Though both complications were rare, data from Ontario show higher rates of myocarditis and pericarditis with the Moderna COVID-19 vaccine than with the Pfizer-BioNTech vaccine, but the rates were lower for both vaccines if the spacing between receiving two doses was extended, according to a study late last week in JAMA Network Open.
Myocarditis is an inflammation of the heart muscle, and pericarditis involves swelling of the thin membrane around the heart.
Five times higher rate with short dosing interval
For the study, researchers from Public Health Ontario, the University of Toronto, and the nonprofit ICES analyzed data on 19,740,741 doses of mRNA COVID vaccine administered in the province from Dec 14, 2020—when vaccines were first available—to Sep 4, 2021.
Ontario's electronic reporting system revealed 297 cases of myocarditis or pericarditis among those vaccine recipients, or only about 15 cases per million vaccine doses.
Of the 297 cases, 228 (76.8%) occurred in male recipients, and the median age of affected patients was 24 years (range, 12 to 81 years). Also, 207 (69.7%) of the cases occurred following the second vaccine dose.
Nearly all of the cases (290, or 97.6%) involved an emergency department visit, with 210 cases (70.7%) also requiring hospital admission. The number of hospitalizations was 87 (82.9%) for myocarditis, 33 (38.8%) for pericarditis, and 90 (84.1%) for people who had both conditions.
When the investigators focused solely on people who received their second dose during the period of enhanced passive surveillance (from Jun 1, 2021, onward), they found that the incidence of myocarditis or pericarditis was 62.5 cases per million doses after the second Moderna dose (95% confidence interval [CI], 42.4 to 88.6), compared with 29.0 cases per million doses (95% CI, 20.2 to 40.3) for Pfizer—or more than twice as high.
Men 18 to 24 years old had the highest rate: 299.5 cases per million doses after the second Moderna dose (95% CI, 171.2 to 486.4), compared with 59.2 cases per million doses (95% CI, 19.2 to 138.1) for Pfizer—or about five time higher with Moderna.
In assessing the effect of the interval between doses, the researchers found the incidence of either condition dropped by one-fifth for both vaccines when spacing was longer.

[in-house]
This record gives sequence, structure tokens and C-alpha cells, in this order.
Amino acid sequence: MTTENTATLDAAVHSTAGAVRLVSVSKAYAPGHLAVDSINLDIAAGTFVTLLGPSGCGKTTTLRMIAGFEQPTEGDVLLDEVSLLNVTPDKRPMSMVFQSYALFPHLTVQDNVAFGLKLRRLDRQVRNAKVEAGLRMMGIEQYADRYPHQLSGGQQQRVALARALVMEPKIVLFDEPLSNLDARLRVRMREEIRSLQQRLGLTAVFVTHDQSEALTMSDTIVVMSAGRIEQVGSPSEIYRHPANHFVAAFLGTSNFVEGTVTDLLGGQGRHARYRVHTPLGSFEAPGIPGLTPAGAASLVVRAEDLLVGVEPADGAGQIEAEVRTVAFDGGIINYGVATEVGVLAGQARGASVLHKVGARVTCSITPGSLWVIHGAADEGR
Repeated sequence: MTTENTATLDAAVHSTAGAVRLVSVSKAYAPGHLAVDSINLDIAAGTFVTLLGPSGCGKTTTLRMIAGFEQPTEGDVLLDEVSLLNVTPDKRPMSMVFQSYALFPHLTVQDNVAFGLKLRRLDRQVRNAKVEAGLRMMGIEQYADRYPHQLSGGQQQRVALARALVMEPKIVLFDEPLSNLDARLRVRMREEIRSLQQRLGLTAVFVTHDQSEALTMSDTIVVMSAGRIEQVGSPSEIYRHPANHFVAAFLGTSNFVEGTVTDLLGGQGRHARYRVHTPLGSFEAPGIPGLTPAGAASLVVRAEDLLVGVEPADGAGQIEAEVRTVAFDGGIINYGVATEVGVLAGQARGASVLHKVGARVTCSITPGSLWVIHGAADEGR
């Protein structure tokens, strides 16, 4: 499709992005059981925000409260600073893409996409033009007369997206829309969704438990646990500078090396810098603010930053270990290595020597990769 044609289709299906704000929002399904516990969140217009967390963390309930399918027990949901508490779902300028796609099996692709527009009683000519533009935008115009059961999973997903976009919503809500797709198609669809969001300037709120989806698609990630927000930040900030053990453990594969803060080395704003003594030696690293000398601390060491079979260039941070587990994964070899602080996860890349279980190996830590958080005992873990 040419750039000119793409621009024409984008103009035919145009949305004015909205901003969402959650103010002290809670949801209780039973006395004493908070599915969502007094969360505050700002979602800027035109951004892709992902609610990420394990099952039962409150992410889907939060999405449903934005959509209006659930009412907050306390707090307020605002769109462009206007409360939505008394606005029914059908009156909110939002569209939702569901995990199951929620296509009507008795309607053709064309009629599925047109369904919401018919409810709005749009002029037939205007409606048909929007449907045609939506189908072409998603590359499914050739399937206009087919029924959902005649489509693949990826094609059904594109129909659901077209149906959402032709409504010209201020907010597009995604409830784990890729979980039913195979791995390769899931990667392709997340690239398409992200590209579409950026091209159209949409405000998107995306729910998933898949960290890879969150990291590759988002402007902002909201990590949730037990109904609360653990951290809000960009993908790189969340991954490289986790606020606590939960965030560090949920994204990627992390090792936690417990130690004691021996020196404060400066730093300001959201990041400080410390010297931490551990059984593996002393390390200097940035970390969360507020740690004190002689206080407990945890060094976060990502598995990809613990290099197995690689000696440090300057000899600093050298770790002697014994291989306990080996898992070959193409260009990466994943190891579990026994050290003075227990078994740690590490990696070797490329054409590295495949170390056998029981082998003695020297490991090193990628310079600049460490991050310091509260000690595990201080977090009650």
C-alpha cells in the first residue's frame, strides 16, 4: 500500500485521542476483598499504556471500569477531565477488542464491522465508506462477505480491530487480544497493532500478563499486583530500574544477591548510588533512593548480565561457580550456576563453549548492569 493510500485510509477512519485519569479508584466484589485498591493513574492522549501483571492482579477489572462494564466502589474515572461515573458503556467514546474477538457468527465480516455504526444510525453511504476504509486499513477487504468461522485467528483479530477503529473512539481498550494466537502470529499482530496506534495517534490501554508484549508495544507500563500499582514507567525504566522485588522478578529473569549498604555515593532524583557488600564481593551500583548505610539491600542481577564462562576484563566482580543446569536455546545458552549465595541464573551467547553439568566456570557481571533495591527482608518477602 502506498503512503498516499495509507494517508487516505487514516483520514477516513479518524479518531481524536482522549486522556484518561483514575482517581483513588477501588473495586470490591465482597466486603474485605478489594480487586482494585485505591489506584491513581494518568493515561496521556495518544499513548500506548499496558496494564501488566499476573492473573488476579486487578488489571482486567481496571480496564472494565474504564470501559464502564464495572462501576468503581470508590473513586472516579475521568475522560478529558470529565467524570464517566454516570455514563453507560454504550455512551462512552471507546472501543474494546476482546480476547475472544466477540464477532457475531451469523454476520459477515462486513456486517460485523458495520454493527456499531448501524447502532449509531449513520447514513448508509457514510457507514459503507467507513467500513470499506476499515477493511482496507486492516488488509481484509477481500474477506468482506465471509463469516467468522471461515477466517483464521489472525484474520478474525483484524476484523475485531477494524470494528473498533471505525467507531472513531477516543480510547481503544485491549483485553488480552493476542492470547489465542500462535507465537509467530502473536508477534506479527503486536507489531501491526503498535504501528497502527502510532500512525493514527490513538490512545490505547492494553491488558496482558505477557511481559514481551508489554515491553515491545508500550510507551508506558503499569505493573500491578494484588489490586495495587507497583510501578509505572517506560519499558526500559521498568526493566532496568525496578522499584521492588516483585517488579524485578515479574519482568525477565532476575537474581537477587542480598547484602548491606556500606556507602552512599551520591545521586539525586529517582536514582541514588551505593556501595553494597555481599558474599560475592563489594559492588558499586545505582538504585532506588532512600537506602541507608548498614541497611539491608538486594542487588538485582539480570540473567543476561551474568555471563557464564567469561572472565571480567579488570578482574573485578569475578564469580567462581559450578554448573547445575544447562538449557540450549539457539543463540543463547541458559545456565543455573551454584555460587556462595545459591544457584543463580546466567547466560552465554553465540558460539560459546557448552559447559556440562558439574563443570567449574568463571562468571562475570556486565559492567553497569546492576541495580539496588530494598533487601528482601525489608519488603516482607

They recorded only 16.2 myocarditis or pericarditis cases per million Moderna doses when the interval was 56 days or longer, compared with 83.9 cases per million when the interval was 30 days or less. For the Pfizer vaccine, the longer interval was tied to 9.6 cases per million, compared with 52.1 cases per million for the shorter interval.
Study data also revealed that a Pfizer dose followed by a Moderna dose was associated with higher reported rates of myocarditis or pericarditis than were two consecutive doses of Moderna vaccine, a finding that the authors say requires further exploration.
'Still rare or very rare'
The authors write, "Several immunization advisory bodies, including those in Canada, the US, Australia, and the UK, have issued guidance outlining the considerations for or providing clear recommendations to use longer intervals between primary-series vaccine doses with the dual aims of improving the durability of the immune response and possibly reducing the rare risk of myocarditis or pericarditis."
In placing the risk in perspective, they add, "These findings need to be considered within the context of absolute risk because myocarditis and pericarditis are still rare or very rare events"
They conclude, "The findings of this study suggest that modifying mRNA COVID-19 vaccination programs to incorporate age-based product considerations and longer interdose intervals may reduce the risk of these events."
In a related commentary in the same journal, Eric Weintraub, MPH, with the US Centers for Disease Control and Prevention, Matthew Oster, MD, MPH, of Emory University, and Nicola Klein, MD, PhD, with the Kaiser Permanente Vaccine Study Center, note that the fewer side effects tied to a longer dosing interval are an important finding.
They write, "Although the absolute numbers were small, there was a consistent reduction in the rates of myocarditis or pericarditis with increasing intervals between doses, with the lowest rates occurring among individuals with interdose intervals of 56 days or more. In addition, data from other countries indicate that vaccine effectiveness may be higher with an interdose interval for mRNA vaccinations of 6 to 8 weeks compared with the 3- to 4-week interval that is recommended in the US.
"Therefore, an 8-week interval may be optimal for some people aged 12 years or older, especially for male individuals aged 12 to 39 years."
The commentators also note, "COVID-19 vaccination has prevented substantial morbidity and mortality and has been the most effective primary prevention strategy against COVID-19 infection and serious complications," but they add that scientists must remain vigilant in monitoring for myocarditis, pericarditis, and other adverse events.